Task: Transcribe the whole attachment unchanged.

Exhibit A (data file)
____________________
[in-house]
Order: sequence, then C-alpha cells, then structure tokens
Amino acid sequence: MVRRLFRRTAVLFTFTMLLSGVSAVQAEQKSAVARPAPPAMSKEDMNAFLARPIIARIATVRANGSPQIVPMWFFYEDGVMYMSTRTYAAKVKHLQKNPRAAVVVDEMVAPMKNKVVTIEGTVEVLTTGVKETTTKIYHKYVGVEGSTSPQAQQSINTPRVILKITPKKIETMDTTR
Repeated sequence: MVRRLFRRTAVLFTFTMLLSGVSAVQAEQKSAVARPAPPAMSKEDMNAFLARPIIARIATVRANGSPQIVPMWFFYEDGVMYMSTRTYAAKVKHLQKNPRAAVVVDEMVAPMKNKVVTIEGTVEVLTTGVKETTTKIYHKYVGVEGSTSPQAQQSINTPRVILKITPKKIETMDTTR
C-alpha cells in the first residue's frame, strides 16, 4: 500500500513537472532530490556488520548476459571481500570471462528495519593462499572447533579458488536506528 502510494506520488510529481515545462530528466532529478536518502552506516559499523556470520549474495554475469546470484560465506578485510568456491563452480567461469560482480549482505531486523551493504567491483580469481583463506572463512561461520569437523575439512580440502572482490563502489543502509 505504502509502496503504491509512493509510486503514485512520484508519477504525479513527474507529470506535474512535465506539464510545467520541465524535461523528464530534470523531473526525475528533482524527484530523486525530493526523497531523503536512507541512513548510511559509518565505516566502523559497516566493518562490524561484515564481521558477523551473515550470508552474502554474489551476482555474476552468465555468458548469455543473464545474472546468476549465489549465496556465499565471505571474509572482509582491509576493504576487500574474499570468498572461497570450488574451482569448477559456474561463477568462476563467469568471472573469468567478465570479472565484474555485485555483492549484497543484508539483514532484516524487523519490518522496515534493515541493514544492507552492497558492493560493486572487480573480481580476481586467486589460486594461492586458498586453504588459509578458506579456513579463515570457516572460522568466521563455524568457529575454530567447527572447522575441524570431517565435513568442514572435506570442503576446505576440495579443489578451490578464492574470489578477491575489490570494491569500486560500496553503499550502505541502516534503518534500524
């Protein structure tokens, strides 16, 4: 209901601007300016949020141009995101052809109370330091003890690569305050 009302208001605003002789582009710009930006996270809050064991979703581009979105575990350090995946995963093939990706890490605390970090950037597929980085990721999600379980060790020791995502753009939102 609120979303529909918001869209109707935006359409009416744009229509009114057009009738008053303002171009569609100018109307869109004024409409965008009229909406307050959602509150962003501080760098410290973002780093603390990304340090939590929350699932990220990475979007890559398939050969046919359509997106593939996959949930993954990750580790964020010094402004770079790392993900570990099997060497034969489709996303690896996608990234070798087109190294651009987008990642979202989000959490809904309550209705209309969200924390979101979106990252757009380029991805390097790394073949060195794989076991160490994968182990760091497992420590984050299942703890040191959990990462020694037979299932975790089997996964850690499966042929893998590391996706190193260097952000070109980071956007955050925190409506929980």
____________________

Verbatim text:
[in-house]
Order: sequence, then C-alpha cells, then structure tokens
Amino acid sequence: MVRRLFRRTAVLFTFTMLLSGVSAVQAEQKSAVARPAPPAMSKEDMNAFLARPIIARIATVRANGSPQIVPMWFFYEDGVMYMSTRTYAAKVKHLQKNPRAAVVVDEMVAPMKNKVVTIEGTVEVLTTGVKETTTKIYHKYVGVEGSTSPQAQQSINTPRVILKITPKKIETMDTTR
Repeated sequence: MVRRLFRRTAVLFTFTMLLSGVSAVQAEQKSAVARPAPPAMSKEDMNAFLARPIIARIATVRANGSPQIVPMWFFYEDGVMYMSTRTYAAKVKHLQKNPRAAVVVDEMVAPMKNKVVTIEGTVEVLTTGVKETTTKIYHKYVGVEGSTSPQAQQSINTPRVILKITPKKIETMDTTR
C-alpha cells in the first residue's frame, strides 16, 4: 500500500513537472532530490556488520548476459571481500570471462528495519593462499572447533579458488536506528 502510494506520488510529481515545462530528466532529478536518502552506516559499523556470520549474495554475469546470484560465506578485510568456491563452480567461469560482480549482505531486523551493504567491483580469481583463506572463512561461520569437523575439512580440502572482490563502489543502509 505504502509502496503504491509512493509510486503514485512520484508519477504525479513527474507529470506535474512535465506539464510545467520541465524535461523528464530534470523531473526525475528533482524527484530523486525530493526523497531523503536512507541512513548510511559509518565505516566502523559497516566493518562490524561484515564481521558477523551473515550470508552474502554474489551476482555474476552468465555468458548469455543473464545474472546468476549465489549465496556465499565471505571474509572482509582491509576493504576487500574474499570468498572461497570450488574451482569448477559456474561463477568462476563467469568471472573469468567478465570479472565484474555485485555483492549484497543484508539483514532484516524487523519490518522496515534493515541493514544492507552492497558492493560493486572487480573480481580476481586467486589460486594461492586458498586453504588459509578458506579456513579463515570457516572460522568466521563455524568457529575454530567447527572447522575441524570431517565435513568442514572435506570442503576446505576440495579443489578451490578464492574470489578477491575489490570494491569500486560500496553503499550502505541502516534503518534500524
């Protein structure tokens, strides 16, 4: 209901601007300016949020141009995101052809109370330091003890690569305050 009302208001605003002789582009710009930006996270809050064991979703581009979105575990350090995946995963093939990706890490605390970090950037597929980085990721999600379980060790020791995502753009939102 609120979303529909918001869209109707935006359409009416744009229509009114057009009738008053303002171009569609100018109307869109004024409409965008009229909406307050959602509150962003501080760098410290973002780093603390990304340090939590929350699932990220990475979007890559398939050969046919359509997106593939996959949930993954990750580790964020010094402004770079790392993900570990099997060497034969489709996303690896996608990234070798087109190294651009987008990642979202989000959490809904309550209705209309969200924390979101979106990252757009380029991805390097790394073949060195794989076991160490994968182990760091497992420590984050299942703890040191959990990462020694037979299932975790089997996964850690499966042929893998590391996706190193260097952000070109980071956007955050925190409506929980």